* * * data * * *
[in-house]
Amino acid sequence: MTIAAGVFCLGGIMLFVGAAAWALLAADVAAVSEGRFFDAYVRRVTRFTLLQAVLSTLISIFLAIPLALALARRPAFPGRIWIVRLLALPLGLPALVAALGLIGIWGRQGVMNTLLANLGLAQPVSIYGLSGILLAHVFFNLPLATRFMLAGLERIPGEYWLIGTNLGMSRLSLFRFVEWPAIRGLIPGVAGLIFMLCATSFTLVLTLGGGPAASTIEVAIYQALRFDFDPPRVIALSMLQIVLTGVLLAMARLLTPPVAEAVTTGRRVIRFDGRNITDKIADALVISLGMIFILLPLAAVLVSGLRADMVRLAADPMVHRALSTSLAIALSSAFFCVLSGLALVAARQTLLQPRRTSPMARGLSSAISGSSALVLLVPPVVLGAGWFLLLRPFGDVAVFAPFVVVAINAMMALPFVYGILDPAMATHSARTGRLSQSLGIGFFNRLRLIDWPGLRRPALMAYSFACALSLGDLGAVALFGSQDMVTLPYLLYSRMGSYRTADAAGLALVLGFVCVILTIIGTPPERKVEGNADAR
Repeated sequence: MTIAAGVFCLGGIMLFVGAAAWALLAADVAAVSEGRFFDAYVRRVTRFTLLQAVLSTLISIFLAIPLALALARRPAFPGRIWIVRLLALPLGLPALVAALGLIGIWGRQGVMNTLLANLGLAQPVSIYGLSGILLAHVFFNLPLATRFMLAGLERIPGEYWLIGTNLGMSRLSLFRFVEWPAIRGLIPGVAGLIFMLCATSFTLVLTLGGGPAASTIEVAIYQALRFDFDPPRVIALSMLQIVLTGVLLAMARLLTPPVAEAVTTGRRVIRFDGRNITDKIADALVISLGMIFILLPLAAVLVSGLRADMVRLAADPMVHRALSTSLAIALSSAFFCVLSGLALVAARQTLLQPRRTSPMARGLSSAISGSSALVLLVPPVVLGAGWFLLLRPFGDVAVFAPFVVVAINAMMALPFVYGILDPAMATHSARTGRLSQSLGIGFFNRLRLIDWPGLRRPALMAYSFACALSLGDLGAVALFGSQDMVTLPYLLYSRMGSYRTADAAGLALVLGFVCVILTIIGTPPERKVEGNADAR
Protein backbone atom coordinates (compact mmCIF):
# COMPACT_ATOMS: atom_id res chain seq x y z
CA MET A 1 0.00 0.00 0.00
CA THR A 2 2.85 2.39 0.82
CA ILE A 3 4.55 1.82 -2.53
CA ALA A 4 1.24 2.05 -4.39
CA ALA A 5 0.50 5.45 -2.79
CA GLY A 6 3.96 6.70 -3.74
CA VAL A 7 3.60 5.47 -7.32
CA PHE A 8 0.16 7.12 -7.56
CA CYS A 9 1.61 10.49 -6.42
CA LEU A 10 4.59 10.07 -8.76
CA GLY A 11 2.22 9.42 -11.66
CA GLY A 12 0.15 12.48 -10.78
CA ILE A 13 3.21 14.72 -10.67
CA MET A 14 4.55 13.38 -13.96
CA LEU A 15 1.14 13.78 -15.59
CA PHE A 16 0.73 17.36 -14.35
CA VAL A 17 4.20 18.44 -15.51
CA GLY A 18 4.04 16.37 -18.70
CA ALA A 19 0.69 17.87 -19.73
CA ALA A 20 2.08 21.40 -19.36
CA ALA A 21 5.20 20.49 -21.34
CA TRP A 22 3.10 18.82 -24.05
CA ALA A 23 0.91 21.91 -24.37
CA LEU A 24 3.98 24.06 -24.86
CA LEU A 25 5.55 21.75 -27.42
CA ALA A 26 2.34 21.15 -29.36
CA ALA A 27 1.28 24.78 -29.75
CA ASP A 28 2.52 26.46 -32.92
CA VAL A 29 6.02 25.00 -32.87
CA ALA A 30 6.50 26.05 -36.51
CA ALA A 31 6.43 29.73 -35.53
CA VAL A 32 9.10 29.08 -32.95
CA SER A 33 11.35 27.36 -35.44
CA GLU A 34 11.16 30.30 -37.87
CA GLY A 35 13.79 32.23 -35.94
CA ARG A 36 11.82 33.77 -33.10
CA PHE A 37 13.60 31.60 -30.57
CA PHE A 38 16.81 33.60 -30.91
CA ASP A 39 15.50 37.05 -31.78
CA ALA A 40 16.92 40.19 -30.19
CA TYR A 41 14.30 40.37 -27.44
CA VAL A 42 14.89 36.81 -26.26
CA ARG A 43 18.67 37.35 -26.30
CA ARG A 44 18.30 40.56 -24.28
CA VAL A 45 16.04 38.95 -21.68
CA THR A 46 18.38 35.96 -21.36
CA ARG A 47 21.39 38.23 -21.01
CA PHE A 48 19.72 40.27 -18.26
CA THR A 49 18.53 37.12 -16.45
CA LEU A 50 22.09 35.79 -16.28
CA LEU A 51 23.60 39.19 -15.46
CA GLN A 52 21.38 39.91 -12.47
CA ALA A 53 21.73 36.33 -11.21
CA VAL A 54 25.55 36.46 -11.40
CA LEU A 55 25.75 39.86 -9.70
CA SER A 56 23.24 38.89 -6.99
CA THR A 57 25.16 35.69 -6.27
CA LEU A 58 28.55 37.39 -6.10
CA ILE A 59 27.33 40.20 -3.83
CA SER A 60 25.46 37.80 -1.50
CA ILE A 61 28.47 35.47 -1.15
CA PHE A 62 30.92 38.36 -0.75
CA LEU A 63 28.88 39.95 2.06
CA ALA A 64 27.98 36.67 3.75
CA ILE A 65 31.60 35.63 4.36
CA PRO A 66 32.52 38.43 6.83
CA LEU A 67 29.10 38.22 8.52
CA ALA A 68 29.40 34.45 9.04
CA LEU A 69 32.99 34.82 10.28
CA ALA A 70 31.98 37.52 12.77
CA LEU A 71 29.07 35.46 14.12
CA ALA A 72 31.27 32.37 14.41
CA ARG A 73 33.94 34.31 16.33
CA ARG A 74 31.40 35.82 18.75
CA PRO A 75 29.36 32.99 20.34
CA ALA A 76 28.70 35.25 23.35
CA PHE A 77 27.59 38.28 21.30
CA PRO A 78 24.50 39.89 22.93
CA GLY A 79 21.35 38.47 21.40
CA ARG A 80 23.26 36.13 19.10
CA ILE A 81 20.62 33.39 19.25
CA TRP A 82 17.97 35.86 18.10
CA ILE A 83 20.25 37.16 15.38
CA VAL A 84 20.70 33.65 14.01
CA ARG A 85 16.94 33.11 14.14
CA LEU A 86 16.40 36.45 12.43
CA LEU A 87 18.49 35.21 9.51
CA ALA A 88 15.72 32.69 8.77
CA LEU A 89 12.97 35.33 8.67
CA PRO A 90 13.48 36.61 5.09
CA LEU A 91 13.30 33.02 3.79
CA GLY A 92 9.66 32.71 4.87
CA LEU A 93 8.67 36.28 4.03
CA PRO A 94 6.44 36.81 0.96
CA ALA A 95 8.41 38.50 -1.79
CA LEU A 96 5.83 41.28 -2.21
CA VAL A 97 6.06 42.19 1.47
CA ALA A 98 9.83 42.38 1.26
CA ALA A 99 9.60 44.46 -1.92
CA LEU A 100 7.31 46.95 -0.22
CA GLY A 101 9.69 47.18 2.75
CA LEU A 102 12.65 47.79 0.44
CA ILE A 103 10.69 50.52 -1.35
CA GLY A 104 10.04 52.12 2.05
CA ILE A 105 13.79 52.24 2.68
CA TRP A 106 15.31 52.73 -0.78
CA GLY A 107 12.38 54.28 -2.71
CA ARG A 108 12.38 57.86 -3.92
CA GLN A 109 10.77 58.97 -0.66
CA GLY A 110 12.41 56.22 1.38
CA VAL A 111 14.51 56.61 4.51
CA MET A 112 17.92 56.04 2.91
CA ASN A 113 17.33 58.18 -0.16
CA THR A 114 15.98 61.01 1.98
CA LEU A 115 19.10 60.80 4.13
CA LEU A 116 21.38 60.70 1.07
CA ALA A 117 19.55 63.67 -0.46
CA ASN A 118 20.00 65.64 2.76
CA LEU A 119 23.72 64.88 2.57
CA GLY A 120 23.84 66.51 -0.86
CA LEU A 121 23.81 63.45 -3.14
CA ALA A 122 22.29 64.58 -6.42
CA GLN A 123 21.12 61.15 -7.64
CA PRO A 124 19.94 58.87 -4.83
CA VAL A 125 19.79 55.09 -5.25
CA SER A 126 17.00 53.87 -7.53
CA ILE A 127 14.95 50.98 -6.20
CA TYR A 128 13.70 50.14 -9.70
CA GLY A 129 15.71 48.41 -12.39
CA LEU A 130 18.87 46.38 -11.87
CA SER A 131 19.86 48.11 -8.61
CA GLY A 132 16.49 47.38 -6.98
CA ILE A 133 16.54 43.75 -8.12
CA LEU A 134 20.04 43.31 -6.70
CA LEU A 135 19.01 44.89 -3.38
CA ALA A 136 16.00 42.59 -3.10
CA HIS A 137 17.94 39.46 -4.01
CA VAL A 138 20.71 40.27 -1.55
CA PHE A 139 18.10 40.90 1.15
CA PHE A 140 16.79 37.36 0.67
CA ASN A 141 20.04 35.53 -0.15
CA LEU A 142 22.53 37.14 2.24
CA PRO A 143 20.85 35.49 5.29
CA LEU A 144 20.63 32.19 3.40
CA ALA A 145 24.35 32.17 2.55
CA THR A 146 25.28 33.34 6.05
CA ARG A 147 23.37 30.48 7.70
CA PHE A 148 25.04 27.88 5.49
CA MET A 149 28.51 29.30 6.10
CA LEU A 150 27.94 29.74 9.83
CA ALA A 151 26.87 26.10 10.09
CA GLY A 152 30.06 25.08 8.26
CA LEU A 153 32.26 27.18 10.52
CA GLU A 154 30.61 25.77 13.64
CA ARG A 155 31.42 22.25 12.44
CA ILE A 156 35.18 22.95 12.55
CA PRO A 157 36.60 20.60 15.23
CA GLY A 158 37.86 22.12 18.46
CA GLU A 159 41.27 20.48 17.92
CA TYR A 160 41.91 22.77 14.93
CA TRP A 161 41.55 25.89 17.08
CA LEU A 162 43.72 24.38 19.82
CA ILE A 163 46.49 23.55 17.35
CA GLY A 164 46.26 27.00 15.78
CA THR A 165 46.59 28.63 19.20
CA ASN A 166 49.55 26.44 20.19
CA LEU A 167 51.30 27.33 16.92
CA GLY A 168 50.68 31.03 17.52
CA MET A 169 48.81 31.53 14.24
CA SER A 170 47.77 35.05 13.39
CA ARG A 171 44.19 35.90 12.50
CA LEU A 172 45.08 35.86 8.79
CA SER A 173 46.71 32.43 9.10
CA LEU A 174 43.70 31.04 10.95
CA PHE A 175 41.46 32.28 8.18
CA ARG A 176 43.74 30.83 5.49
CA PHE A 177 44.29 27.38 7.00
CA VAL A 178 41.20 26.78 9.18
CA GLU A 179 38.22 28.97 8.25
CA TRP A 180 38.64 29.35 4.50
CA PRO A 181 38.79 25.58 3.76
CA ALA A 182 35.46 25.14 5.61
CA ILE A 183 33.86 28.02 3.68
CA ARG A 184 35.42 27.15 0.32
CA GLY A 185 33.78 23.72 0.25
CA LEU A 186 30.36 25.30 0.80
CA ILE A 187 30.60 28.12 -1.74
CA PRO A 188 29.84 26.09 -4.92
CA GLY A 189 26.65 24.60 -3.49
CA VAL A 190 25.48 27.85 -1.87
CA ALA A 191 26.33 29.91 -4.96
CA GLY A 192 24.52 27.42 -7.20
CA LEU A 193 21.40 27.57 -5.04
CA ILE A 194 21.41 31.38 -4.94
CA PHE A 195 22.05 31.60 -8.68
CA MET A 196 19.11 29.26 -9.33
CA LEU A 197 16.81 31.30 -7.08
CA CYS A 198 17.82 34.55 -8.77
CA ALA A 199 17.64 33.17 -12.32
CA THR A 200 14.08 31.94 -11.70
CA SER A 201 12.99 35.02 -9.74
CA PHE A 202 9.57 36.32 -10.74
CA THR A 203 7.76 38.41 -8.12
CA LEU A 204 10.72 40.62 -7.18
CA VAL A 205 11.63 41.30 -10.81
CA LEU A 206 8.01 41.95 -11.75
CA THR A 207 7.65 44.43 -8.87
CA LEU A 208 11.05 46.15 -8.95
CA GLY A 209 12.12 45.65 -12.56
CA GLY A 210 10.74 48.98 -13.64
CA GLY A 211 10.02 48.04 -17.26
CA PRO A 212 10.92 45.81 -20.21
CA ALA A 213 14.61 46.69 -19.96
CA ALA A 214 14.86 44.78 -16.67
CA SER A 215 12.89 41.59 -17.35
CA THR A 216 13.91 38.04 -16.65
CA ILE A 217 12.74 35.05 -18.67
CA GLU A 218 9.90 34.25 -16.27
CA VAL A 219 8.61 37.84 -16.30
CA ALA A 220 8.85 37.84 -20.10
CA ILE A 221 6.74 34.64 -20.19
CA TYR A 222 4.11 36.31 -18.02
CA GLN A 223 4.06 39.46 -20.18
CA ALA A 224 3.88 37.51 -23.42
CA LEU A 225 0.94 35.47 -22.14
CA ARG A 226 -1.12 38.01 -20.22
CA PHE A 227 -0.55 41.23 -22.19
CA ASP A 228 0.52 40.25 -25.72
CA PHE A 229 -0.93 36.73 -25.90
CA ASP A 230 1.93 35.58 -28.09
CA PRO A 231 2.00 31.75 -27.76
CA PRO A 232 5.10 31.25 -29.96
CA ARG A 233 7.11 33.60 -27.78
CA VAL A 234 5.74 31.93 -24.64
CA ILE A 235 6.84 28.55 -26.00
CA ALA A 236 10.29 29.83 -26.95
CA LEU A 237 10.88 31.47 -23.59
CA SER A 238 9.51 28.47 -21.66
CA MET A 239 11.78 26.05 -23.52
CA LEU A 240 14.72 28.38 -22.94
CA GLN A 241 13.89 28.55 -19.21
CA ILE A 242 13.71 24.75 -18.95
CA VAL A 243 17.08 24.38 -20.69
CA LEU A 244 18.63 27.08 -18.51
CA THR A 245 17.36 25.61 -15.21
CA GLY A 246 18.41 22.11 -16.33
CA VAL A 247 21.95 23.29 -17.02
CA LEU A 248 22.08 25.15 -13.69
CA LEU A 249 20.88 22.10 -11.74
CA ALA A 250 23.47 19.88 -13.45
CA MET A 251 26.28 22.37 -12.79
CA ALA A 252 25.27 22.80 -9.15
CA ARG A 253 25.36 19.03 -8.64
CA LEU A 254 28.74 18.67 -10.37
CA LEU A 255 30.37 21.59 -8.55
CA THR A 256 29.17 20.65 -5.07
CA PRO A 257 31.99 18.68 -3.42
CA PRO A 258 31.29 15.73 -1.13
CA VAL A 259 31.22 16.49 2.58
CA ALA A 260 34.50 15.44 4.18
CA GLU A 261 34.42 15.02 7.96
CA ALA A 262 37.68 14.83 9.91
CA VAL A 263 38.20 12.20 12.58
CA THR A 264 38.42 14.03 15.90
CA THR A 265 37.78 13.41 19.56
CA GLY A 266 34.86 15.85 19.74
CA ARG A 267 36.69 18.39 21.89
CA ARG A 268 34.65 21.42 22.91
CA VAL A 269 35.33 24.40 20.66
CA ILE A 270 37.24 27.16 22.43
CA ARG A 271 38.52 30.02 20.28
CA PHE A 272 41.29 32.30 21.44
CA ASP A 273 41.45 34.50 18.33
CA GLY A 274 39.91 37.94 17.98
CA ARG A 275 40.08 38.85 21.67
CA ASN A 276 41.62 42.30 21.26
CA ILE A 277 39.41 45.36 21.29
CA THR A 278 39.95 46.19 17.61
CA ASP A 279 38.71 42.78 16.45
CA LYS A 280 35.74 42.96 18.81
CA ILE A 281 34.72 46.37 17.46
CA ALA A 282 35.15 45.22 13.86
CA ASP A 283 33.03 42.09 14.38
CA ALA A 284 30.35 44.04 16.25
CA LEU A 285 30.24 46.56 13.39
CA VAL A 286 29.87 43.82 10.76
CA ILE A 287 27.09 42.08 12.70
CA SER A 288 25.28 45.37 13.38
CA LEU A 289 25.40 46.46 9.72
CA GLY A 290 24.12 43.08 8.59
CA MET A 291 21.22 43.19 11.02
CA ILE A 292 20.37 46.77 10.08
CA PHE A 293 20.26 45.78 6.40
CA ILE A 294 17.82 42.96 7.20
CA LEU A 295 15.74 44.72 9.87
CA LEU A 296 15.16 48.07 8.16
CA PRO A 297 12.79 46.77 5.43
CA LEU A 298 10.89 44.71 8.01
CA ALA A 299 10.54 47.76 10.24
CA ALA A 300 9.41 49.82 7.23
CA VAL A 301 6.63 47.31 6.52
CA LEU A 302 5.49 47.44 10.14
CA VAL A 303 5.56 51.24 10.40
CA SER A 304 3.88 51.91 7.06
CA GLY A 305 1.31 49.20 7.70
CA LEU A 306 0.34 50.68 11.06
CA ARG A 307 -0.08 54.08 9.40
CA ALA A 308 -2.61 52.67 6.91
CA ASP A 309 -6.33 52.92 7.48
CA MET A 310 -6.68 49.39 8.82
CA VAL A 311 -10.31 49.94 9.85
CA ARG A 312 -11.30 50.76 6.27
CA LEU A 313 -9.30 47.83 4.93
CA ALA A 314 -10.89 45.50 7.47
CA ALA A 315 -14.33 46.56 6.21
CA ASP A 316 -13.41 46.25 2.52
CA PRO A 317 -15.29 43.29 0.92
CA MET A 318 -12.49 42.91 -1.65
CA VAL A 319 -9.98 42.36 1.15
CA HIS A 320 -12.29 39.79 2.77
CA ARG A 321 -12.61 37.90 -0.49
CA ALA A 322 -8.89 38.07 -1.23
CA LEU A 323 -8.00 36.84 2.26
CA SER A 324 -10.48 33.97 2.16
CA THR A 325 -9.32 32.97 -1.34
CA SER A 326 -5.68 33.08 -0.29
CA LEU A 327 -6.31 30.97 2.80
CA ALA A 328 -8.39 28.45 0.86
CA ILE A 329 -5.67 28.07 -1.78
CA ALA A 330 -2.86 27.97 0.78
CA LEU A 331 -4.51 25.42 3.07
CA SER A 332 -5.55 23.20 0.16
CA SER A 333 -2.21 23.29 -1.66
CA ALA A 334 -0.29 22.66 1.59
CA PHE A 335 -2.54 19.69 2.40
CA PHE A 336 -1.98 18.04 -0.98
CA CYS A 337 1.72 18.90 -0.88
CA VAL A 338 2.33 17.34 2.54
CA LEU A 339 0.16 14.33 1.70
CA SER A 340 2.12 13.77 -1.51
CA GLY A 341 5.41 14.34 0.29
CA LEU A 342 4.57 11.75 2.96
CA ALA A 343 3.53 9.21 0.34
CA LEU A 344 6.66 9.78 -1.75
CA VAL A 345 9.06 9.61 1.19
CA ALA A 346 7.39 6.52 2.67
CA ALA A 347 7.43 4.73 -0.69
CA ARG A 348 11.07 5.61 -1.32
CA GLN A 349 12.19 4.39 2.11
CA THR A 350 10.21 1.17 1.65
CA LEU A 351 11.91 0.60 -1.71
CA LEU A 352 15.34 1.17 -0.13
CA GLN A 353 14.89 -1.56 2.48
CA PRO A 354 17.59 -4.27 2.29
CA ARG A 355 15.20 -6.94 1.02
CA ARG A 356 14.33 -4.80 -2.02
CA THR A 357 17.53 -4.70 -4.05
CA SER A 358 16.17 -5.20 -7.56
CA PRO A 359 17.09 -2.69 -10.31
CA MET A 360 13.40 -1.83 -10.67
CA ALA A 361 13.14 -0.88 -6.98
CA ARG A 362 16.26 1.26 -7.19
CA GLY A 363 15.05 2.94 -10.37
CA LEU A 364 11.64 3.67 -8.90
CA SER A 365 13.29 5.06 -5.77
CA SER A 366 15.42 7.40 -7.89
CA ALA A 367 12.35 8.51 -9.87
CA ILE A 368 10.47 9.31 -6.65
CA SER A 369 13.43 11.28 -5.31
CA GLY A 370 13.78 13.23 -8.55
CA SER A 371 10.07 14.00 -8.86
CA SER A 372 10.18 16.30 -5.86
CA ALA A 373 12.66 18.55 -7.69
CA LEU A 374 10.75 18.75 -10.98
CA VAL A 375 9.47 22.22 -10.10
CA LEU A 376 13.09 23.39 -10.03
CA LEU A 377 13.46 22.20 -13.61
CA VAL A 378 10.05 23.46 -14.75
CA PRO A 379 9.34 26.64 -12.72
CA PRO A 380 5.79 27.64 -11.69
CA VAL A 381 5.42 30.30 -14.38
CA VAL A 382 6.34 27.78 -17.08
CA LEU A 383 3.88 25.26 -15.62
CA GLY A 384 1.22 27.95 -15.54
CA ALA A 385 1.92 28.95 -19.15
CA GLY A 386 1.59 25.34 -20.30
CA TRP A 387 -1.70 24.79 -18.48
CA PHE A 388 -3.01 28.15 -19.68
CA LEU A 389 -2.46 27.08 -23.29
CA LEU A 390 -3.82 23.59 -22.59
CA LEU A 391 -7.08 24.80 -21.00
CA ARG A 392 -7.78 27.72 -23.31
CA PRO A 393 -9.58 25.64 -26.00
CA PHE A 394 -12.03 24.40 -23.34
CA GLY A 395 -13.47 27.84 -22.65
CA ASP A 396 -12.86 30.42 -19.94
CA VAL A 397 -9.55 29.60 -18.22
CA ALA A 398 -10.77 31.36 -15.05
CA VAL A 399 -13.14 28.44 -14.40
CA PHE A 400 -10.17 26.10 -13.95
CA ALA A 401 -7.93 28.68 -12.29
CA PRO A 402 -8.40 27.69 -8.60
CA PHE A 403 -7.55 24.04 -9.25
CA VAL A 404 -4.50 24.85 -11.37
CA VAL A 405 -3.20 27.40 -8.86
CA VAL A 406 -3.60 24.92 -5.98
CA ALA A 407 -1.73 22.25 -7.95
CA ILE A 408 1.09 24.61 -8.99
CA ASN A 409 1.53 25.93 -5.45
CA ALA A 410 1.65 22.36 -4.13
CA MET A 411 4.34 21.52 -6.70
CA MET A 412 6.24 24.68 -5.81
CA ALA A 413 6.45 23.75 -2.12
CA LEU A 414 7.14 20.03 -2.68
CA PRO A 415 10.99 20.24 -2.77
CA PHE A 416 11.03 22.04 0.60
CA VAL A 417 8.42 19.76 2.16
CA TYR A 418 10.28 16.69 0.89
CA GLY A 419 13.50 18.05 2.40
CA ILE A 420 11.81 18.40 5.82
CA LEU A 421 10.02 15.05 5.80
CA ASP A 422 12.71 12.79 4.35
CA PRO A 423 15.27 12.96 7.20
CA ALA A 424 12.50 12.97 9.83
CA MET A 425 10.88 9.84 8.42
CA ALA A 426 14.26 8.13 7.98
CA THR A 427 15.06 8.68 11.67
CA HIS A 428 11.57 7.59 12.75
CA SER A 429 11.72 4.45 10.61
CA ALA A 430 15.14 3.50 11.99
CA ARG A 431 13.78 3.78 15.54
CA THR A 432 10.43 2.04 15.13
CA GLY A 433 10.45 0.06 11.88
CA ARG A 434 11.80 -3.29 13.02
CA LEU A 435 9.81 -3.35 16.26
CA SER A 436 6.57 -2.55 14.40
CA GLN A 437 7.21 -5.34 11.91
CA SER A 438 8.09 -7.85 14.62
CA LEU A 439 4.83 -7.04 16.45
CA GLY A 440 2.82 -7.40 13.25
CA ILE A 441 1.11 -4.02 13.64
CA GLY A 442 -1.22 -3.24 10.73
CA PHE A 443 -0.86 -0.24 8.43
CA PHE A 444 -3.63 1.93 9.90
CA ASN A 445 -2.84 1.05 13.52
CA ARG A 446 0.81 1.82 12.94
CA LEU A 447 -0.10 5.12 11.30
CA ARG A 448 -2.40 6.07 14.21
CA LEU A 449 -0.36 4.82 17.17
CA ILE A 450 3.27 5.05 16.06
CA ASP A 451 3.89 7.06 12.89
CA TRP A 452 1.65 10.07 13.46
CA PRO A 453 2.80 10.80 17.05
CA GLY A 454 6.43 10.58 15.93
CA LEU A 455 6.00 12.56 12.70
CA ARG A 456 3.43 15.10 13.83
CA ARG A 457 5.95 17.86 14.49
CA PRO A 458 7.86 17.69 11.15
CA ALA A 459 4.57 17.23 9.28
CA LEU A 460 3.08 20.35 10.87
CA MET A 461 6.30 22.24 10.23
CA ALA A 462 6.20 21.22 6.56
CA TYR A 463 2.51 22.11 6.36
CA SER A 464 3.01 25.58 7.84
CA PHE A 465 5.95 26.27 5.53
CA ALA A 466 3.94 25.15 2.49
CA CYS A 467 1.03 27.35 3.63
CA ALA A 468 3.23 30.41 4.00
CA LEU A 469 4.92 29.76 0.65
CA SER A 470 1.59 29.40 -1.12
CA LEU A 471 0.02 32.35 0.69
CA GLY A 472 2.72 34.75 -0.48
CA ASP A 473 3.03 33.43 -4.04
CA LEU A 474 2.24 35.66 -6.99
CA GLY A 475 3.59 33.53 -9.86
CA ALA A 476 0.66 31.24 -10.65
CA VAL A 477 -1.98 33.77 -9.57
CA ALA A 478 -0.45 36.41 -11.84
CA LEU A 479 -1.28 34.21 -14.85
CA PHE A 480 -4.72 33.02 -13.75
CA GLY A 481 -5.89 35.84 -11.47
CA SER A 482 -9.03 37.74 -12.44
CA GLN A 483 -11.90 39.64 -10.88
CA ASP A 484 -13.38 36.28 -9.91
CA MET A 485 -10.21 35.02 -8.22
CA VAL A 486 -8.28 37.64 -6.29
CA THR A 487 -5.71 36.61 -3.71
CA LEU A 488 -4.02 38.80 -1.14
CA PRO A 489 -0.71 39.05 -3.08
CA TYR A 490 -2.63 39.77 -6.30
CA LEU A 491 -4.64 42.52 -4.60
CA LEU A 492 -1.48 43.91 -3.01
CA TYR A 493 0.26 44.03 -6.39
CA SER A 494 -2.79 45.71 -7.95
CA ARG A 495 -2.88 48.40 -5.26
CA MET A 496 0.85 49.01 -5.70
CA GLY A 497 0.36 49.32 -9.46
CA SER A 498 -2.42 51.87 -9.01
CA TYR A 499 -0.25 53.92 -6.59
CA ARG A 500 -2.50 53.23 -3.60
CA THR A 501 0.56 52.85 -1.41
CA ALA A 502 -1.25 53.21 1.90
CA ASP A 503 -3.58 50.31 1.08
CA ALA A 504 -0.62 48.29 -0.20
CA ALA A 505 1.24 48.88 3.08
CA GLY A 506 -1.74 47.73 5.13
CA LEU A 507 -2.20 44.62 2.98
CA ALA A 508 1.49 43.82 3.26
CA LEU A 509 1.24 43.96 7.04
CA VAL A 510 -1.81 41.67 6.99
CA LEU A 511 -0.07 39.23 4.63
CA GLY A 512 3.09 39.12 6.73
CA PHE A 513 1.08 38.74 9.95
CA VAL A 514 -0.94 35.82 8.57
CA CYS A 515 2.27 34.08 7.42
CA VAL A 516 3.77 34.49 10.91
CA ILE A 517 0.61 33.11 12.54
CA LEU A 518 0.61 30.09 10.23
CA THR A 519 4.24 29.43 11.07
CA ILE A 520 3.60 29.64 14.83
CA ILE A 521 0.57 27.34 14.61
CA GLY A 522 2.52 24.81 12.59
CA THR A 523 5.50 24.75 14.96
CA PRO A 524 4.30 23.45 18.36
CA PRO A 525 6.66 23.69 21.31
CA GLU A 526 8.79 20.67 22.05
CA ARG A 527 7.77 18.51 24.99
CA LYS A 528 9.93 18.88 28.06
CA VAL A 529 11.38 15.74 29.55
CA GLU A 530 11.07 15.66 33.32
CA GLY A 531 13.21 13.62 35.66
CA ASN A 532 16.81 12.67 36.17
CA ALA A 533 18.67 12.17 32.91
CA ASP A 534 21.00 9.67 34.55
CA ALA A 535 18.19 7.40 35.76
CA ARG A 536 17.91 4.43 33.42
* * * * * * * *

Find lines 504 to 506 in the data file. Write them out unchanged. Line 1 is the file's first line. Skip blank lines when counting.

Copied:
CA TYR A 499 -0.25 53.92 -6.59
CA ARG A 500 -2.50 53.23 -3.60
CA THR A 501 0.56 52.85 -1.41